Somerville’s existence is rooted in the birth of Massachusetts as a state and in New England as a region of the United States (US). Before the arrival of foreign forces led by Leif Erikson in 1003 and Christopher Columbus in 1492, indigenous groups lived in many parts of North America.
Ethnic figures behind Somerville’s past
The Algonquian/Algonkian tribes (e.g., Abenaki, Mahican, Narragansett, Mohegan, Pequot, Podunk, Tunxis, Piscataway, and Pocumtuc) dominated the land that would later be called New England. The Nipmuck, Quinnipiac, Passamaquoddy, Pennacook, Wampanoag. and Penobscot Indians dwelled in the future Massachusetts Bay Colony. The name of this place came from the Massachusett group who, together with the Pokantoket and Pawtucket Indians, occupied the Shawmut Peninsula which would become the state capital, Boston.
When the English people came, the Native Americans helped them adjust to their new environment but the migrants had other intentions. Historical accounts cite the role of the following Indians during the early period of European colonization:
A member of the Wampanoag Tribe’s Patuxet band, he was kidnapped and taken with a few others by Captain George Weymouth to England in 1605. Fernando Gorges taught him how to speak English. Upon his return to North America with John Smith in 1614, Thomas Hunt captured him again and brought him to Spain to be sold as a slave. He escaped and stayed with monks until he went back to North America in 1619 when he learned that a plague decimated his entire village. He got adopted by the Wampanoag tribe, and then served as the Pilgrims’ liaison in 1621 before dying in 1622.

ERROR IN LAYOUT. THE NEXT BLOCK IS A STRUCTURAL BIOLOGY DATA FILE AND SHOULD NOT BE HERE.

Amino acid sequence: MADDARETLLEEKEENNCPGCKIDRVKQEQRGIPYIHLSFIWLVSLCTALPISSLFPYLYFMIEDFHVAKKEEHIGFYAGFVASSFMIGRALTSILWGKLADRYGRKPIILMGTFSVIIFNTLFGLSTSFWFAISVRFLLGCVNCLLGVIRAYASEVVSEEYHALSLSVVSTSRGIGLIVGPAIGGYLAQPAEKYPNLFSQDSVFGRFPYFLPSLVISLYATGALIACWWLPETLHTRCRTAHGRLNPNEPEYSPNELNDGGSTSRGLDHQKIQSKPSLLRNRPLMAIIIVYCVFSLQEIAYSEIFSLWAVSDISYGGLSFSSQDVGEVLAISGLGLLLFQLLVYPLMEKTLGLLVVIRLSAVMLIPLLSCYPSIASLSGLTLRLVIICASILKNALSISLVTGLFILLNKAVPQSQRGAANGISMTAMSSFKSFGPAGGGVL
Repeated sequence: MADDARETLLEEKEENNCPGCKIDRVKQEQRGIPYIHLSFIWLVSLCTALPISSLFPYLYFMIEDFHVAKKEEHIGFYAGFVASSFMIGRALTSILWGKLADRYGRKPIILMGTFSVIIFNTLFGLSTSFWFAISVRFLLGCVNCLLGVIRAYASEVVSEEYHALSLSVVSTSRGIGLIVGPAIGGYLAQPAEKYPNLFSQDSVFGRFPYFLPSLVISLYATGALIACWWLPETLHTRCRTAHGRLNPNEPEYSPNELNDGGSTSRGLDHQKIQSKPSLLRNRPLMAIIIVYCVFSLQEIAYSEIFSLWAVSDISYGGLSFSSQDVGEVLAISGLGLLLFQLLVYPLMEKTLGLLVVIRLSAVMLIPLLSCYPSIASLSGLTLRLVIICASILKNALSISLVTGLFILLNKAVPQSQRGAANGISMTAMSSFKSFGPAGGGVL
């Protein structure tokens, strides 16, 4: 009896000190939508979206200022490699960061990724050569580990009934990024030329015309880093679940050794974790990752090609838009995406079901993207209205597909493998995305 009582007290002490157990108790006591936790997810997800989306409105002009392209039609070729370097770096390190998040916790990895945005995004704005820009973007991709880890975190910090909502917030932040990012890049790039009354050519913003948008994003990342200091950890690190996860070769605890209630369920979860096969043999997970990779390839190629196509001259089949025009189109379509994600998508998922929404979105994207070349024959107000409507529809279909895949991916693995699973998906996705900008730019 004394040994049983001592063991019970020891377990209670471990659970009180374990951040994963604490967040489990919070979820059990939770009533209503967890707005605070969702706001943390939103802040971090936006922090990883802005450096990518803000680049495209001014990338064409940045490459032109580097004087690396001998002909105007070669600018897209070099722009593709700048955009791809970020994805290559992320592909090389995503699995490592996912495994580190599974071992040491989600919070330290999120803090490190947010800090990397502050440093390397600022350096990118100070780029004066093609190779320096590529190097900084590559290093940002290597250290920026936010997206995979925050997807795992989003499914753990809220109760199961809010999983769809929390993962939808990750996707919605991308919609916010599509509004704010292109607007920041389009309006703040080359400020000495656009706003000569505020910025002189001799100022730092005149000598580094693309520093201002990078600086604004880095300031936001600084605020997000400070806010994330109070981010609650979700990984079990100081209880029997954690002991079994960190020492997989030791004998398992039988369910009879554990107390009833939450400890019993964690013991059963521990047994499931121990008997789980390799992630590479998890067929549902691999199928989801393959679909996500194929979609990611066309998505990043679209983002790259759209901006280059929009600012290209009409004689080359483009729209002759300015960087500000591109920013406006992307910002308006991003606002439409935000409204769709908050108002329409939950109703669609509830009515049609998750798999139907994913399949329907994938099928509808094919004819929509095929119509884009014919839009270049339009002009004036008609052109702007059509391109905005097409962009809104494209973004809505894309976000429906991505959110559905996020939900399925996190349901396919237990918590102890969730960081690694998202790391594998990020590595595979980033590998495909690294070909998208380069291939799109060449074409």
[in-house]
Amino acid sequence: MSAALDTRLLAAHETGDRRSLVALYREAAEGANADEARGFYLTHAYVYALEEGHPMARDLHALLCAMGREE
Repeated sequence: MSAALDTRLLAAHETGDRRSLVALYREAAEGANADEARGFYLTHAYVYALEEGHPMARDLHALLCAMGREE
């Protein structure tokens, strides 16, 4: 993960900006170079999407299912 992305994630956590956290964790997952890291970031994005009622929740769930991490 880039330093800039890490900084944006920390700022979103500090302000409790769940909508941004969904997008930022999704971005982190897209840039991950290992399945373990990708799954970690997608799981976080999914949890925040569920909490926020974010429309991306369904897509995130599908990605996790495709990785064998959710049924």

He was the Wampanoag’s Pokanoket chief or sachem who had a peace treaty with the Pilgrims led by Edward Winslow who wanted to convert his tribe to Christianity. He would warned them if there were impending attacks, and they must defend his tribe against its enemies like the Narragansett Indians. He and his clan later shunned Squanto for treason. His children were Wamsutta/Alexander, Metacom/Metacomet/Pometecomet/Philip, Sonkanuchoo, Amie, and Sarah.
When his father Massasoit died in 1661, his brother Alexander became the Wampanoag leader who got arrested for allegedly plotting against the colonizers and died of food poisoning while under British custody in 1662. Philip believed Alexander was murdered. He used this as one of his main motivations for leading several uprisings – known as King Philip’s War, Metacom’s Rebellion, First Indian War, and the Great Narragansett War – against the British in 1675. He met a violent death at the hands of the Pilgrims in 1676.